A deal was struck between Sears (SHLDQ) and Chairman Eddie Lampert early Wednesday morning to save the company and its roughly 400 store locations.

The now almost $5.2 billion deal came after negotiations with law firm Weil, Gothsal & Manges as Lampert worked to save Sears from bankruptcy through his hedge fund ESL.

The new deal from Lampert could save up to 50,000 jobs as the company was facing liquidation at auction Tuesday. Lambert’s bid was the only one on the table to save Sears from closing for good.

A bankruptcy judge instructed Sears advisors to wrap up the deal with ESL and Lampert, which prompted advisors to work on a solution that came at 2 a.m. on Wednesday, CNBC reported. The new offer from ESL includes an additional $150 million and the assumption of more liabilities, according to Reuters.

However, despite Lampert securing the deal to save Sears, the company’s unsecured creditors are not satisfied with the bid, the CNBC reported. The unsecured creditors can still object to the bid, which would require a bankruptcy judge to intervene on Jan. 31. A bankruptcy judge needs to sign off on the deal for it to finally become official.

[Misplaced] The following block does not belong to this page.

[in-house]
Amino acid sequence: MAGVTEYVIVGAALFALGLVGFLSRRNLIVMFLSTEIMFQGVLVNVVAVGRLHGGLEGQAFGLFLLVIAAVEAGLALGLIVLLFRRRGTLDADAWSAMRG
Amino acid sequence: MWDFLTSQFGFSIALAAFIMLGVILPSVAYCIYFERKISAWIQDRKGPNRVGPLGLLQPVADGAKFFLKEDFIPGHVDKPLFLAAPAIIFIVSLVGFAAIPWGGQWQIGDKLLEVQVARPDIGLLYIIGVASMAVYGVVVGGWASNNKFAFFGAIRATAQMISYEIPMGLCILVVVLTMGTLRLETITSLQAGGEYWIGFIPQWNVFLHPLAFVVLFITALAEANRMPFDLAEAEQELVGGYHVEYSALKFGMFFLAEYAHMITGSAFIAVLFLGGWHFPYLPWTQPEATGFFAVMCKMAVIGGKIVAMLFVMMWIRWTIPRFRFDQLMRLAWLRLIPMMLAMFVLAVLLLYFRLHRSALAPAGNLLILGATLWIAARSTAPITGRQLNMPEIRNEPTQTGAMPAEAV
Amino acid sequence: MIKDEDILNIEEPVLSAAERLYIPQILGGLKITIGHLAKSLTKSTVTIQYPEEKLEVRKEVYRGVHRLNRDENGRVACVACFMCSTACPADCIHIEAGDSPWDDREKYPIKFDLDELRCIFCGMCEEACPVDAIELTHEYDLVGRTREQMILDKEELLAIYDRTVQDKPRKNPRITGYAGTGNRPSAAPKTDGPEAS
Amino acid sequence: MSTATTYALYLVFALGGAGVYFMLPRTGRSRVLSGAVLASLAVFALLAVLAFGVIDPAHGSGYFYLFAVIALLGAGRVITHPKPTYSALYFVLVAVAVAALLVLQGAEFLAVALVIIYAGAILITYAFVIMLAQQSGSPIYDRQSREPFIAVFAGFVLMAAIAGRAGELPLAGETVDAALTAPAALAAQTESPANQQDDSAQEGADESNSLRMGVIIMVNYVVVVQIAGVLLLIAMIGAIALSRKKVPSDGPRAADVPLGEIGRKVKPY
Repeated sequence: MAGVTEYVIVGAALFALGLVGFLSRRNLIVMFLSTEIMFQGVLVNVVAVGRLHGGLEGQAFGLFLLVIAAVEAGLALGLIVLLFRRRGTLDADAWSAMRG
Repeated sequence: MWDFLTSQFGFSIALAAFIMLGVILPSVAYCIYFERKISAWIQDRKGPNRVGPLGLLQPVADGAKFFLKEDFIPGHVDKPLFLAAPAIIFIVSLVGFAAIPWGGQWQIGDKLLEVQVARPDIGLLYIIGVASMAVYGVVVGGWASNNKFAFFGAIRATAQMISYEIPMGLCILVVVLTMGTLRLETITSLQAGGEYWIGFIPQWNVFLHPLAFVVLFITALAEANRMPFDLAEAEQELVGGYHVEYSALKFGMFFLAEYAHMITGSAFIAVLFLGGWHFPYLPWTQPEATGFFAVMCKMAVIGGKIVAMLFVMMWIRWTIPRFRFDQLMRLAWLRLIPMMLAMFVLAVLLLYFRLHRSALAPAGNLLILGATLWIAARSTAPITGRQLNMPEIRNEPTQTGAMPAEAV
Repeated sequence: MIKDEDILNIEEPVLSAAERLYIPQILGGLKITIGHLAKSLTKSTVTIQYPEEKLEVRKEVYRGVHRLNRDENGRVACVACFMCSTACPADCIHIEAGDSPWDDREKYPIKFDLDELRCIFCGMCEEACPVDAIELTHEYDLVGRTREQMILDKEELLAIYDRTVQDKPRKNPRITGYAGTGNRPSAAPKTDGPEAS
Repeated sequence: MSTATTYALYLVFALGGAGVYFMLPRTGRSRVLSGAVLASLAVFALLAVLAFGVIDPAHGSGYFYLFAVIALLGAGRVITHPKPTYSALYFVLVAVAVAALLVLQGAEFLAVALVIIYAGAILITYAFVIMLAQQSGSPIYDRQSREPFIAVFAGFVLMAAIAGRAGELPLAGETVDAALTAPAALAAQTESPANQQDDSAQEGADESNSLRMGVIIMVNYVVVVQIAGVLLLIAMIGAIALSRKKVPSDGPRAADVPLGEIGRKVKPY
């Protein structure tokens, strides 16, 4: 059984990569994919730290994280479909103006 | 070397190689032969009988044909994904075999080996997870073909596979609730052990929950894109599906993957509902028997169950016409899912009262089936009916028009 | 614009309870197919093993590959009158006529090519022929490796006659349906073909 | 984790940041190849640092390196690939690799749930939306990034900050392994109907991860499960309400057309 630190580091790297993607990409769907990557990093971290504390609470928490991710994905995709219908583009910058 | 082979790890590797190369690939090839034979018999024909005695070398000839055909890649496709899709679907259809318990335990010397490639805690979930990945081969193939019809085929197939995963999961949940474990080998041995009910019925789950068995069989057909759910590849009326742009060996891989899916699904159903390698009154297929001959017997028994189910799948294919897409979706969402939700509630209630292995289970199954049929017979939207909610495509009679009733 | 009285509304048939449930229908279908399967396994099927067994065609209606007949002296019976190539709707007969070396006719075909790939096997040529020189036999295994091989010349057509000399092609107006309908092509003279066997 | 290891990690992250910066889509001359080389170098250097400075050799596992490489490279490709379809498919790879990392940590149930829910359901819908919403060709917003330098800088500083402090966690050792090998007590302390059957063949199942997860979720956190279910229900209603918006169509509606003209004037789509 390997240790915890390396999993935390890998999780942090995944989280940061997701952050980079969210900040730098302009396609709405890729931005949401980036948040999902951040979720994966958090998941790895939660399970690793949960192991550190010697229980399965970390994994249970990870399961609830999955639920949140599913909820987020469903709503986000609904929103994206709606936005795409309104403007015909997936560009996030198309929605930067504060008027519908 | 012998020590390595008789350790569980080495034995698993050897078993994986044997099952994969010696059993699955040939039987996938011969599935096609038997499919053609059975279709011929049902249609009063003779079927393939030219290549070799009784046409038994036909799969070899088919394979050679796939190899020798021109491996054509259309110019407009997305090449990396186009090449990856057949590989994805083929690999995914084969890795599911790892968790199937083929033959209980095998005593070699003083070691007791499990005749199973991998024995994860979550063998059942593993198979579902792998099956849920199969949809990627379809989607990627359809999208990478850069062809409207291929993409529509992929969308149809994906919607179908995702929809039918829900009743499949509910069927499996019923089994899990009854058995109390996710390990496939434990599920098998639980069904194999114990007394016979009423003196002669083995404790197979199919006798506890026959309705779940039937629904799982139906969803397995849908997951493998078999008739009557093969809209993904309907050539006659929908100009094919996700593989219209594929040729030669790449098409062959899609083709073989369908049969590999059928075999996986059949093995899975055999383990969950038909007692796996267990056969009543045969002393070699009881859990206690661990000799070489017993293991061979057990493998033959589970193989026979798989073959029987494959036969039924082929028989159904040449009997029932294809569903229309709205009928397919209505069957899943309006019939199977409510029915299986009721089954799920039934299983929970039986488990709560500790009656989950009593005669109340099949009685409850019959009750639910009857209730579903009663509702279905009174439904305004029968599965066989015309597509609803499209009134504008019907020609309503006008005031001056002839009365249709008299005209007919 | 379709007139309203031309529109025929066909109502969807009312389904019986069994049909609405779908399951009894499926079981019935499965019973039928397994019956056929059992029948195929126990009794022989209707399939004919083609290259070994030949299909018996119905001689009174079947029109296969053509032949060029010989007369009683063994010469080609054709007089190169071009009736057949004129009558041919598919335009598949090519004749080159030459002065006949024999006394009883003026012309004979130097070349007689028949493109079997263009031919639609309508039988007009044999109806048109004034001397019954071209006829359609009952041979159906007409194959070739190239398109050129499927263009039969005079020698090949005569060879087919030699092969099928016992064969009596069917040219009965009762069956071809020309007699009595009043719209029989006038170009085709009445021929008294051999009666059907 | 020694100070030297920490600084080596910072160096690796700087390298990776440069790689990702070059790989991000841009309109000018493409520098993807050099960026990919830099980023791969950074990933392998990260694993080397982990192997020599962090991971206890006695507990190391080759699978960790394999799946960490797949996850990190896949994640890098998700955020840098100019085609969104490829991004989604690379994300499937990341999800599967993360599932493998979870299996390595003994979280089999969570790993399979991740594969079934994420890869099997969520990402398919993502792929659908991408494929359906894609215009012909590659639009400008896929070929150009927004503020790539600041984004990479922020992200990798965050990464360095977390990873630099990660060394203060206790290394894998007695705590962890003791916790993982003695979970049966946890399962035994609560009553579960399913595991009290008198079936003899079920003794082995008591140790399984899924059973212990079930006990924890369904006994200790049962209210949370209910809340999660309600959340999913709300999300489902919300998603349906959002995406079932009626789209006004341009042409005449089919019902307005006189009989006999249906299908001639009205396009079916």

Sear’s, which has not turned a profit since 2010, still has an uphill battle as it needs to figure out a strategy to remedy its business revenue issues. It is unknown if Lampert’s deal will save the 425 Sears and Kmart stores that remain open.

Sears filed for bankruptcy in October and after rejecting Lampert’s first bid of $4.4 million gave the chairman time to submit a more substantial offer to help the company emerge from bankruptcy.

As of 12:11 p.m. ET, Sears stock was up 45.45 percent.

Sears Bid Accepted
Sears Chairman Eddie Lampert's bid to save the company from liquidation was accepted in the early morning hours Wednesday. A Sears sign is displayed at a store on October 15, 2018 in the Brooklyn borough of New York City. The iconic American retailer has filed for Chapter 11 protection from creditors early on Monday, listing more than $10 billion in debts and more than $1 billion in assets. Getty Images/Spencer Platt